Is Fiber Healthy?
We all hold what we eat as a matter of great importance, it is only natural to pay attention to what keeps us refreshed and nourished. The nutrients derived from our diet are indispensable to our bodies. For every nutrient, there is a function; vitamins and carbs play different roles so that each of them is needed in their varying quantities. This is why it is important to know what a group of nutrients does and what the other groups of nutrients do. Some of us must have heard about dietary fiber a couple of times, but do we really know how important fiber is to our body? What does it do for you in the first place? What is the place of this dietary fiber in our overall health, and how do you get the best out of it? Let’s discuss food and fiber.
What Is Fiber?
Fiber is the indigestible part of the food we eat, and it is mostly derived from plants. It is also referred to as dietary fiber. That fiber is indigestible indicates that it does not metabolize and function the same way other nutrients like vitamins and protein do within our bodies. Dietary fiber has two basic components: the soluble fiber and the insoluble fiber. This means that fiber exists in two different forms. However, some fibers exist as a kind of compound of both soluble and insoluble fibers; they are also known as matrix. Many fibers come in the form of a matrix where both soluble and insoluble fibers are joined, however, one would be far greater than the other.
The soluble fibers are the type of fibers that dissolve in water. Soluble fibers delay the movement of food away from the stomach. This delay keeps the stomach full for some time. Insoluble fibers are the fibers that don’t dissolve in water. Insoluble fibers help to ease the large intestine and bowels in excretion. So, if your body does not have enough fiber, you may be faced with irregular and uncomfortable digestion many times. The soluble and insoluble fibers have a unique way of maintaining a crucial balance in the process of digestion and excretion in your body.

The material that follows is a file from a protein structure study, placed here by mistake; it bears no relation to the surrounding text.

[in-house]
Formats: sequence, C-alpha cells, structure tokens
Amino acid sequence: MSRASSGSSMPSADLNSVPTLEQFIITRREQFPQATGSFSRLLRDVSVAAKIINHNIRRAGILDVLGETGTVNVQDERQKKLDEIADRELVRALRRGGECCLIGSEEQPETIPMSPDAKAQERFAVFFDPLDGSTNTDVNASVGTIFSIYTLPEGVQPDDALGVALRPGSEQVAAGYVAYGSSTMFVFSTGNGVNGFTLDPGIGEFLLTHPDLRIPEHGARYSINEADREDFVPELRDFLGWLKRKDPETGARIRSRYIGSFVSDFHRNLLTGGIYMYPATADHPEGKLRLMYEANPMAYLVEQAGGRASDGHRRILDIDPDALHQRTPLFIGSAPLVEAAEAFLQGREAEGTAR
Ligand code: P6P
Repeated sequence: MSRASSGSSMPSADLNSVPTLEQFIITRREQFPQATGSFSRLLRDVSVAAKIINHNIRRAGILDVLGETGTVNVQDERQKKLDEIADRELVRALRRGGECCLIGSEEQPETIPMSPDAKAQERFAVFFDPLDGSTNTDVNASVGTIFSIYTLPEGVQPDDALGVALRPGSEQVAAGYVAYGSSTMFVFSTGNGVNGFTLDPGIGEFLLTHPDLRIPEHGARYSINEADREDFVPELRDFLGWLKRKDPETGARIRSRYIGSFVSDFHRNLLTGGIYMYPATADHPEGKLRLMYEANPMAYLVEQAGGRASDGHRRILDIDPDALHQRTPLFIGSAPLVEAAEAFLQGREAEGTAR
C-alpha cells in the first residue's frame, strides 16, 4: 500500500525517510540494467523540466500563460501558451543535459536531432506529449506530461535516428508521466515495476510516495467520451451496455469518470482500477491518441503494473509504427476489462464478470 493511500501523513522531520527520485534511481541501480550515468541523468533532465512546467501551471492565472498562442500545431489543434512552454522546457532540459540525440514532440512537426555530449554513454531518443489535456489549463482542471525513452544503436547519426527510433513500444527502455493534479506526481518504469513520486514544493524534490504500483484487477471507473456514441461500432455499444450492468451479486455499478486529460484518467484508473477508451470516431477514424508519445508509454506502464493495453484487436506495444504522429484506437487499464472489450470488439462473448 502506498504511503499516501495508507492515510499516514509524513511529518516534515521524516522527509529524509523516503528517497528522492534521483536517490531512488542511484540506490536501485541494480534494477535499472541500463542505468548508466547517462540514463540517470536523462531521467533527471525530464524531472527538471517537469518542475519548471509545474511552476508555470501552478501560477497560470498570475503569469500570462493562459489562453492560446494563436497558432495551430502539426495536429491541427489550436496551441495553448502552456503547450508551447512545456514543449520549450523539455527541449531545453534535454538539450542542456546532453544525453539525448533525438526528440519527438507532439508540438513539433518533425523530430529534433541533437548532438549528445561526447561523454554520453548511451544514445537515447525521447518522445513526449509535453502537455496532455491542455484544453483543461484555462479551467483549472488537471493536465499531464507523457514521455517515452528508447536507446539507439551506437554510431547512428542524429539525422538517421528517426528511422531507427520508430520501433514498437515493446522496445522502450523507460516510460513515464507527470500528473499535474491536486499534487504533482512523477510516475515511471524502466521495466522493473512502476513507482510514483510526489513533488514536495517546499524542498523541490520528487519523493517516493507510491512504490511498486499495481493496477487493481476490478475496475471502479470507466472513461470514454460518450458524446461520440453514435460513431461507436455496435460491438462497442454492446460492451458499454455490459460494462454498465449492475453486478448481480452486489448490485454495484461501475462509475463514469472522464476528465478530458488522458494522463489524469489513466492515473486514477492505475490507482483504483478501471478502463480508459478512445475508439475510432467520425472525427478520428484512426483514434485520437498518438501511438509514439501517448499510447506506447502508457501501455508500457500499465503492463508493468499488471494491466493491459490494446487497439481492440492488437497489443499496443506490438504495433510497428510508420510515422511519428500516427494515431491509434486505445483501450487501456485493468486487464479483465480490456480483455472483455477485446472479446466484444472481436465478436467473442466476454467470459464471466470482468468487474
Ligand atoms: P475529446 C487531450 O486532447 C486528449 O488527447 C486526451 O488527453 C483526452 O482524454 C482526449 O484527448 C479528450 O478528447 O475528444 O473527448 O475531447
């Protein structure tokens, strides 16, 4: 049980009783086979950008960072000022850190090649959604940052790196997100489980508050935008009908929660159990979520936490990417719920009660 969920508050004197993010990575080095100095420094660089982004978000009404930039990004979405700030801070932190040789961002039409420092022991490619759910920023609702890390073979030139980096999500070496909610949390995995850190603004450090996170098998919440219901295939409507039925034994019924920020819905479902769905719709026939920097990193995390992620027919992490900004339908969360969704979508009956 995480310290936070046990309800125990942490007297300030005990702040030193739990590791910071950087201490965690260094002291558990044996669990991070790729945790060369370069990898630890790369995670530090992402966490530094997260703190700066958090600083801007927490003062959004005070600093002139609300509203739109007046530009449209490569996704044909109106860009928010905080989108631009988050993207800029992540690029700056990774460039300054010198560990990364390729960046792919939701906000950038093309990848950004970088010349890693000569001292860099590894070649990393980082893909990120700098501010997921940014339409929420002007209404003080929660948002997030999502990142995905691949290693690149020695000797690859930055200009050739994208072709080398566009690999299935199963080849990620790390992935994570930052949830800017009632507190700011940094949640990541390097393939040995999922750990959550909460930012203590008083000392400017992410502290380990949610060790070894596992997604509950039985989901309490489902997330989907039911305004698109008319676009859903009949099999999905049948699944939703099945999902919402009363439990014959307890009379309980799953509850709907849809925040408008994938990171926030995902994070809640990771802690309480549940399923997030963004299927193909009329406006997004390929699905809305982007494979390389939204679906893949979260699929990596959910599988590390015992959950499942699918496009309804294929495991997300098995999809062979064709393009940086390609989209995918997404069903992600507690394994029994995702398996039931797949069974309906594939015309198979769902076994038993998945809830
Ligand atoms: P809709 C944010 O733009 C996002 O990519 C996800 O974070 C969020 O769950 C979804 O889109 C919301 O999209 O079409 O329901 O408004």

Why Include Fiber in your Diet?
After our initial probe into dietary fiber, we know that it is required in our diet. From our quick understanding, both types of dietary fiber are useful for the proper functioning of the human body — digestion and excretion will become unpleasant experiences for us without them. Dietary fiber is also important for a balance to be maintained in the community of microorganisms present in your gut. Yes, the microbes living in your abdominal region are nourished with the dietary fiber that comes their way, which is then transformed into some short-chain fatty acids. Some of those fatty acids are required for optimal health in parts of your body such as your gut and brain.
Fiber lowers cholesterol levels and, because of its role in the proper digestive and excretive movement, helps to prevent constipation. It keeps blood glucose at normal levels. Food rich in fiber usually has a lower amount of calories and this can prevent obesity. The inclusion of dietary fiber in your diet may help reduce the risk of breast cancer, diabetes and colorectal cancer.
4 Symptoms of Fiber Deficiency
Not having enough fiber in your diet is a real problem, but how do you know if you are getting enough? Dietary fiber makes your body work in a particularly healthier manner. As soon as your body starts to get less fiber than is required, you’re going to experience the following symptoms.